Location: Grampians National Park, Victoria
Our first destination in Victoria was the Grampians National Park, and driving up to these big mountains was a bit daunting after cruising through the Western Australian outback and the South Australian coast. Siu On and I are avid rock climbers and hikers and were desperate to get ourselves to one of the most well known rock climbing destinations in Australia.
Siu On and I stayed in the Grampians for two weeks, with the first weekend spent camping at the Plantation campground (free and no need to book in advance), and the remainder of our stay at the Grampians Eco YHA in Halls Gap. Although two weeks in one place is a long time, it rained almost every day that we were in the Gramps and prevented us from doing any rock climbing. However, we were able to do a lot of hiking and on the few sunny days that we had, we made the most of it.
Our favorite hikes in the Grampians include:
- Mount Sturgeon hike (7km return): Located at the southern entrance to the Grampians it’s a mostly uphill hike that gives you beautiful view over Dunkeld and to Mount Abrupt.
- Mount Williams hike (3.6km return): This is a short hike from the car park to the summit and is along a bitumen service road, although it’s very steep this was my favorite sunset view point in the Grampians as you get a full 360 degree view over the area.
- Chimney Pots hike (2.8km loop): Another short but hard hike, and you’ll have it to yourself as this is one of the lesser trekked in the Gramps, but is one of the most beautiful (and was my favorite of the ones we did).
- Sundial car park to Pinnacle hike (4.2km return): As with all the hikes in the Grampians, this is another scenic hike and I did prefer this section to the Wonderland to Pinnacles section as it’s harder and rougher (the Wonderland to Pinnacles section has an elevated platform and stairs for most of it making it a very easy hike for all abilities). At the Pinnacle lookout you get a lovely view over Halls Gap and is great for sunset as well.
The many peaks and ranges in the Grampians all give you a different view of the area, and we did quite a few icy sunrises and chilly sunsets during our time here. Our favorite lookouts over the Grampians include the views at the Pinnacle lookout, Mount Williams and Mount Sturgeon, but also the easily accessible viewpoints at Reid’s Lookout and the Boronia Lookout. Reid’s Lookout in particular is great for sunset and you can drive right up to it.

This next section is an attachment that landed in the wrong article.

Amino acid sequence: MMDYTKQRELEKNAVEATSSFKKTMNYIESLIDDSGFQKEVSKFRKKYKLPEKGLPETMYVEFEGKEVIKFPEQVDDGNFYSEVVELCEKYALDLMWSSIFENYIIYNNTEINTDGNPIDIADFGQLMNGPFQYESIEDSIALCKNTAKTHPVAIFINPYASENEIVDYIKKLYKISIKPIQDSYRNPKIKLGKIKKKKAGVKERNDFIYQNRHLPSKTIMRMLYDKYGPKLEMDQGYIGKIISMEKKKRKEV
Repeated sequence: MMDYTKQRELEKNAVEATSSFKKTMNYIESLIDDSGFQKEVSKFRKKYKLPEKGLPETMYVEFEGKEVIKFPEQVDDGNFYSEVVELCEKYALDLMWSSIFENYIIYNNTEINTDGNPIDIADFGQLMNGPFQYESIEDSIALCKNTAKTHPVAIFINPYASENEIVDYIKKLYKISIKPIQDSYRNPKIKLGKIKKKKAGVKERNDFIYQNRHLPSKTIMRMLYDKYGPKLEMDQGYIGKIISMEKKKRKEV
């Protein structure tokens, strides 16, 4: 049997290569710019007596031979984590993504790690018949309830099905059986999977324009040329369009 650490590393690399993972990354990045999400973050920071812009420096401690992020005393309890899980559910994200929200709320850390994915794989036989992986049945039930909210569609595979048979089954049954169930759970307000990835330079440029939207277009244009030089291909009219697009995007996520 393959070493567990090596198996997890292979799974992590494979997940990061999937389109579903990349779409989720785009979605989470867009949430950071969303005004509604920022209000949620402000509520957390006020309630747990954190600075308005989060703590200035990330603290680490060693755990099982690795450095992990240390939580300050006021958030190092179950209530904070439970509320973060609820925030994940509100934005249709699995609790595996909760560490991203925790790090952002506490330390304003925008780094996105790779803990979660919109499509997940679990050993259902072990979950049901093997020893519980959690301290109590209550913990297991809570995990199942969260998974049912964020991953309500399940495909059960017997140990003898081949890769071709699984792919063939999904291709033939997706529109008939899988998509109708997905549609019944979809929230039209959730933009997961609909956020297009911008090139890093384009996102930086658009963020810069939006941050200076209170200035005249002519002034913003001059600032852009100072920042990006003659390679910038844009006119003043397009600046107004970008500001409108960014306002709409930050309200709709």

The best thing about being in the Grampians during winter is the abundant rainfall means all the rivers, creeks and waterfalls were flowing at full steam! Silverband and MacKenzie’s waterfall were both beautiful and well worth a look, with Silverband only a short 1.4km return walk along the river. MacKenzie’s Falls is a lot more strenuous even though it’s only a 2km return walk to the car park, as you’ll have to navigate steps to get down to the base of the falls – it’s worth it though!
If you plan on visiting the Grampians in the wintertime, be prepared for very cold temperatures and a lot of rain, so make sure you have packed your wet weather camping gear and clothing. The waterproof pants I bought in Perth were worth the $80 I paid for them, as they not only protected my legs from a soaking, they also kept me warm by keeping the chilly wind out. And I was glad that I bought all my thermal base layers, polar fleece clothing and my down jacket because I’m pretty sure I wore them every day! That is unless, of course, you’re Victorian, in which case you’d just wear a pair of tights and a jumper judging by the many matching Melbournian couples we saw.
As for the towns in and around the Grampians National Park, the main one is Halls Gap and although it is very well catered for tourists, I would avoid the local supermarket at all costs as the prices were sky high (a tin of beans for $3!), as well as the cafes if you’re after a decent cup of coffee (every single one I had was burnt). However, Basecamp Eatery does serve great food and has free WIFI (which they are happy for you to use and abuse). I do recommend getting out of Halls Gap though and heading to Dunkeld for the day, we found the Dunkeld Old Bakery and Cafe served up some great coffee and had an assortment of baked on the premises bread, cakes and pies, amongst other food options. However, if you’re looking to save money (as we were), we found that grocery and fuel prices were the cheapest in Stawell, and at only 23kms away from Halls Gap, its not too far to go there and back to Halls Gap.
Despite spending two weeks in the Grampians and not taking the climbing gear out of the car at all, we still had an enjoyable time there. The hiking in the area is excellent, and with the first section of the Grampians Peaks Trail opening up, it has just gotten even better as once the entire trail is complete you’ll be able to hike and camp from Dunkeld in the south to Mount Zero in the north, along this 13 day/12 night one way walk. Siu On and I will definitely have to return and crush on some rock or even tackle the Peaks Trail, though definitely in much warmer weather!
Photography by Jelena Stipanicev.